Statement of Bill McCollum, Chairman, Subcommittee on Crime
Hearing on Security Breaches at Secure Federal Agencies
May 25, 2000
Good afternoon. This hearing of the Subcommittee on Crime will come to order.
Today’s hearing provides a timely opportunity for Congress to examine just how secure our secure agencies and buildings really are. We’ll also have a chance to look into how easily available bogus police badges are, and how they can be put to dangerous use to penetrate secure federal agencies.
For some time, I’ve been concerned with the fact that stolen and counterfeit police badges are readily available on the Internet and from other commercial sources, and that they can be used by criminals, terrorists, and foreign intelligence agents for illegal purposes, including penetrating our nation’s most secure government buildings, airports and other facilities. Legislation addressing this concern is currently pending before this Subcommittee. With this concern in mind, seven weeks ago I requested that the General Accounting Office investigate the potential security risk to secure Federal facilities posed by the use of such badges.
During the investigation that ensued, undercover OSI Special Agents targeted 19 secure Federal buildings and two major airports posing as plain-clothed law enforcement officers. In every case, these agents were able to enter agency buildings while claiming to be armed and carrying briefcases, which were never searched and were big enough to be packed with large quantities of explosives, chemical or biological agents. The agencies penetrated included the CIA, the Pentagon, the FBI, the Justice Department, the State Department, and the Department of Energy. The agents were simply waived around the metal detectors. In many cases, they had the run of the buildings once they were inside, including the offices of department secretaries. The agents drove a rental van into the courtyard of the Main Justice without the van being inspected or searched. The van was parked in the courtyard, and the agents left it while they went inside the building. On a single day, they succeeded in penetrating eight secure buildings. The havoc that could have been wreaked by actual terrorists doing the same is chilling to consider.
For the two airports whose security was compromised, agents obtained boarding passes and firearm permits to carry weapons onboard the flights for which they had purchased tickets. Like the Federal buildings they entered, they carried briefcases that were never x-rayed. They walked right up to the door that led down the gangway to the airplane. Nothing stood between them and the aircraft. They had fooled everyone.
The agents’ method was simple. They entered these buildings by flashing fake law enforcement badges and credentials and passing themselves off as Federal agents or local police officers. They assembled their bogus credentials by buying badges on the Internet and other sources and by using off-the-shelf computer graphics programs to generate official looking I.D. cards. They then placed the badges and credentials in small leather cases and went to work. To the untrained eye, these fake badges and credentials look like the real thing. They are not perfect counterfeits by any means. They were not intended to be perfect copies of the real thing. That fact is very disturbing. What these agents did a lot of people could do too. Certainly members of a foreign intelligence service or a terrorist organization could do it.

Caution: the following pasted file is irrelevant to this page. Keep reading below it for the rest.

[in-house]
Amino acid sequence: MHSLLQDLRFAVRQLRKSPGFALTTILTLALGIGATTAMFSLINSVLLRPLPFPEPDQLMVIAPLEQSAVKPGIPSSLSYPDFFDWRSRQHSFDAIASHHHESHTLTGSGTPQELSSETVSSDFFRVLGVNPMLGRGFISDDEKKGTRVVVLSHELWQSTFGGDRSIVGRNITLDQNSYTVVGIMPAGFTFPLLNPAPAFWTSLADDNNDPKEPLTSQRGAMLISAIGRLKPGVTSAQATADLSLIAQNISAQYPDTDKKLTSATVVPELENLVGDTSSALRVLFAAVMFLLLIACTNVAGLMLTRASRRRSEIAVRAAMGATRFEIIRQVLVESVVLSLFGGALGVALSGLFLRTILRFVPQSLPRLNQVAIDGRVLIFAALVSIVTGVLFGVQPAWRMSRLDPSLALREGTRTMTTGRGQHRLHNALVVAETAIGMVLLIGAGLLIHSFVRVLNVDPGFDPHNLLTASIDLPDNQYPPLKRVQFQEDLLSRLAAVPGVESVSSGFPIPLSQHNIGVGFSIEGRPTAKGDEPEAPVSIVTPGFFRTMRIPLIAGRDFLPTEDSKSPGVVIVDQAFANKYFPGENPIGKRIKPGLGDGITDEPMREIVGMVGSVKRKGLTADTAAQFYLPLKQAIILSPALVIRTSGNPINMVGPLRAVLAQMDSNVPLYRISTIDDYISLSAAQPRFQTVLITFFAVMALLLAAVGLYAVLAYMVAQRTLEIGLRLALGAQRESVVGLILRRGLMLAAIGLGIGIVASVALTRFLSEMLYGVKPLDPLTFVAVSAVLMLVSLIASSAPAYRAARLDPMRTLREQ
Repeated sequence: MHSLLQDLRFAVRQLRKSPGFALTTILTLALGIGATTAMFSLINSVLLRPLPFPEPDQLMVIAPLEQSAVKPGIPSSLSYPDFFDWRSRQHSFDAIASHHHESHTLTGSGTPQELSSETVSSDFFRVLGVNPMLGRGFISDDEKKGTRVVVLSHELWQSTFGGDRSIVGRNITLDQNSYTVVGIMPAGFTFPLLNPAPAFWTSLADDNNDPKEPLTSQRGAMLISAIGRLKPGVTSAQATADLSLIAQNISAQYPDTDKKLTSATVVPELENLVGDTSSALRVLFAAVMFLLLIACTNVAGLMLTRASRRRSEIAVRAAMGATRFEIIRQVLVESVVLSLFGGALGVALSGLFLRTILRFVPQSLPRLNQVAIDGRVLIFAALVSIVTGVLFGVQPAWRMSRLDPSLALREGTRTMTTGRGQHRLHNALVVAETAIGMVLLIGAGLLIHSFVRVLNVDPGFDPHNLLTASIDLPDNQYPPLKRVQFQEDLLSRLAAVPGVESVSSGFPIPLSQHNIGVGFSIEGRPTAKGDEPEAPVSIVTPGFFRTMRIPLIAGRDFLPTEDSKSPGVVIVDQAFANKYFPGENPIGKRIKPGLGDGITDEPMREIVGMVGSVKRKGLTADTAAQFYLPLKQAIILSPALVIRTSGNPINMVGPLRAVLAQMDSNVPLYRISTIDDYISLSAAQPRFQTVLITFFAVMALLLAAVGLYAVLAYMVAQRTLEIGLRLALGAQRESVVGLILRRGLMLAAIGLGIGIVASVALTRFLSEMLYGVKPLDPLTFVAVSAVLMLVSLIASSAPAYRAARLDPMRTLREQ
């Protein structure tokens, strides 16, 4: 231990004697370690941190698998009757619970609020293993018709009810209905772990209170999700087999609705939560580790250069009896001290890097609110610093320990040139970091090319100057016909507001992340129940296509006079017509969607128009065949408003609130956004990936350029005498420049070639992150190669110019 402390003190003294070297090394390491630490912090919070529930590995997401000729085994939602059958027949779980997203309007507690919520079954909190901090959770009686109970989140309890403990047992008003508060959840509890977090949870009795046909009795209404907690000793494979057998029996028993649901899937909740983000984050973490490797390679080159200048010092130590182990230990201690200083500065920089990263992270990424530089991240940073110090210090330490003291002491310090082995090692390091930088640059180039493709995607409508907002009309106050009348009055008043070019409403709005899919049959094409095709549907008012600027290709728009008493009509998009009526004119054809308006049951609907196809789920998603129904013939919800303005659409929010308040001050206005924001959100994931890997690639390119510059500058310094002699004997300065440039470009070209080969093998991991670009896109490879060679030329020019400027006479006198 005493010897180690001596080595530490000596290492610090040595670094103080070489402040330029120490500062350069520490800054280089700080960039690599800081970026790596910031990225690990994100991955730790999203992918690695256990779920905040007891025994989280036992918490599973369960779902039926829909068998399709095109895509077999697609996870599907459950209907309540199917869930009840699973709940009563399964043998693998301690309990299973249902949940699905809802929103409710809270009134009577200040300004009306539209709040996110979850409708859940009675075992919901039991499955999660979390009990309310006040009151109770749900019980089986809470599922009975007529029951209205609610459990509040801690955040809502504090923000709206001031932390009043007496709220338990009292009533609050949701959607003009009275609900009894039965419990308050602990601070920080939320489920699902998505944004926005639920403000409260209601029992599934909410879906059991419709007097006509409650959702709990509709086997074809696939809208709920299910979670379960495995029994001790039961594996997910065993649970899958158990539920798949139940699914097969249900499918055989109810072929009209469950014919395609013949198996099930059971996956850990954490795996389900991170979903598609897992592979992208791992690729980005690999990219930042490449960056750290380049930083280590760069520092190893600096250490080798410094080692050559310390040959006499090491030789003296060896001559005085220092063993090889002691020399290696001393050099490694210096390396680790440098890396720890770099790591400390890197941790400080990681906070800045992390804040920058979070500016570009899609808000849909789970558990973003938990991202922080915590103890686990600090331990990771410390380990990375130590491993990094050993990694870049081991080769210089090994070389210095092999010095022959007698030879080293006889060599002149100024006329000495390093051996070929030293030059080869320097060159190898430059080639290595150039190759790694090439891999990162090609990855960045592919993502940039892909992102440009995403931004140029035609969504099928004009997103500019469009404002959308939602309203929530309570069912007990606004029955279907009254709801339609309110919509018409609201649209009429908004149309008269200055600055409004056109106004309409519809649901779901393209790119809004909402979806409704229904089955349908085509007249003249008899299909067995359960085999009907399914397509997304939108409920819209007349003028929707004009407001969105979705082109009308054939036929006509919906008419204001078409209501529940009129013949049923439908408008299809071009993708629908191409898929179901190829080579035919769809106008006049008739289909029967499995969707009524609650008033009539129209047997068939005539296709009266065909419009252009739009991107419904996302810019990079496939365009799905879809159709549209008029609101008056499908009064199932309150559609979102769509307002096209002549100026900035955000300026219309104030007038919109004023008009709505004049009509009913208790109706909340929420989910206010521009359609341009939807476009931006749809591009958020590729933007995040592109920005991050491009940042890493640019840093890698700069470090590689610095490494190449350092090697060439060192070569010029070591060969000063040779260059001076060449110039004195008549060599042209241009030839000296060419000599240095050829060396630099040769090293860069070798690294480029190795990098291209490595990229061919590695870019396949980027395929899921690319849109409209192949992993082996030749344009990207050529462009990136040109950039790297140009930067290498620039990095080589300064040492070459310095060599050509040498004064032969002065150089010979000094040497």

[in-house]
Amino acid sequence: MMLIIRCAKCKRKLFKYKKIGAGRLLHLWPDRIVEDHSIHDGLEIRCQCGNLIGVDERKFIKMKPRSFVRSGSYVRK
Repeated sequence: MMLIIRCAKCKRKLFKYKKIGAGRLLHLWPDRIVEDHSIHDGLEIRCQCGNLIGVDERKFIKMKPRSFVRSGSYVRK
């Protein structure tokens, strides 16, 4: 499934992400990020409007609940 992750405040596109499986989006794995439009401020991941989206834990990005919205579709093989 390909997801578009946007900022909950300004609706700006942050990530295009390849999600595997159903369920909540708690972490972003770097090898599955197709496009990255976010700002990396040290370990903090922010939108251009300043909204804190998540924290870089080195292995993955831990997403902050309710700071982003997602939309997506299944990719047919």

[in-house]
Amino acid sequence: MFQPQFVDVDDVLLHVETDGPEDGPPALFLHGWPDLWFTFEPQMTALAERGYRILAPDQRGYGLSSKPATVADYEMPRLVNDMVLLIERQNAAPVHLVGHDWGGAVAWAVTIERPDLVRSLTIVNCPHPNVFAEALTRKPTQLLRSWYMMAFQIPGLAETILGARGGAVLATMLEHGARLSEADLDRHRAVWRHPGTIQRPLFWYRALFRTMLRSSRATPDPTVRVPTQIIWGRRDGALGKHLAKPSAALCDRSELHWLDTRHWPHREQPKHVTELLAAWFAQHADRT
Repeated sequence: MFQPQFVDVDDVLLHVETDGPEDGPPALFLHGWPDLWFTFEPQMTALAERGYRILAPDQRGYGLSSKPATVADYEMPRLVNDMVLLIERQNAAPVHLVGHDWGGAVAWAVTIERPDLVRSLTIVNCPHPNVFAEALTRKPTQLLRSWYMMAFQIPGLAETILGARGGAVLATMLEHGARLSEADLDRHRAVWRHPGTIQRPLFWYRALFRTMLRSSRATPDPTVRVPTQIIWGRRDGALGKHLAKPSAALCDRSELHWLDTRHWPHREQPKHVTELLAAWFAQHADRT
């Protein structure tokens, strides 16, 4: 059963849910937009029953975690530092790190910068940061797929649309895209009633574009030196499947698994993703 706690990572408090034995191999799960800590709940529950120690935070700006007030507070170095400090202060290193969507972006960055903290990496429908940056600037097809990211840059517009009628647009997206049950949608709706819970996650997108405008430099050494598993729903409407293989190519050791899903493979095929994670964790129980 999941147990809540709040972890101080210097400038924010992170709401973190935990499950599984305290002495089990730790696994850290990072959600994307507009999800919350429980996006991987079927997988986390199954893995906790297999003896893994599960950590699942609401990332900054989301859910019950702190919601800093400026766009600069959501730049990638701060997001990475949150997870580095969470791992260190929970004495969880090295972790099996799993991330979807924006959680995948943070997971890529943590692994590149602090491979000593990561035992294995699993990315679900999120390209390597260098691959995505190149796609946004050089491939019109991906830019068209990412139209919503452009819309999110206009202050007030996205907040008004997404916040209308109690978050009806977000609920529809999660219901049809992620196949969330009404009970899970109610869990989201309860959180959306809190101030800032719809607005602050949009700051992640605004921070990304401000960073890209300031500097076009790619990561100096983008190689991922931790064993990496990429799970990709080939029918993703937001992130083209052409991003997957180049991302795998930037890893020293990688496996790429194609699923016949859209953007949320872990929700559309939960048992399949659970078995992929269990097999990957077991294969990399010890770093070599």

I must say, I find the easy availability of these badges to be disconcerting. In fact, if you were to get on line right now and go to E-bay’s web site, you would find more than 600 police badges available for sale. There are dozens of other web sites where badges can be purchased.
Earlier this week, I held a closed-door briefing for the agencies whose security had been compromised in order to make known the details of how their building and airport security had been penetrated. At that briefing, preliminary recommendations were presented on how to immediately close these gaping security holes, and I am pleased to report that steps have already been taken to begin to address the problem. As we will hear from our witnesses in just a moment, many of the recommendations are neither complicated nor expensive. They’re really just common sense.
What concerns me most about this investigation is that the undercover investigators were 19 for 19 with the agencies they targeted and two for two with the airports targeted. These findings point to a system-wide breakdown that is unaaceptable. This week, we are having major counter-terrorism exercises in Washington, D.C. involving a wide range of sophisticated simulated terrorist attacks. That is all well and good, but these efforts to detect and prevent terrorist attacks cannot overlook the obvious. Our secure buildings must have minimal security safeguards in place. Roaming around the halls of secure buildings, unescorted, and into Cabinet Members offices with unchecked briefcases doesn’t cut it. The bottom line is that we have learned that far too many of our secure facilities where top secret and sensitive information is kept have an open door policy. As of this week, that is beginning to change.
I do want to state at the outset that the testimony presented today will be limited in certain important respects, so as to avoid providing a road map for criminals and terrorists to access these secure government buildings. But let me also say, I am confident that the results of this undercover investigation being made available to the effected agencies and the public is the fastest, most effective way to improve security.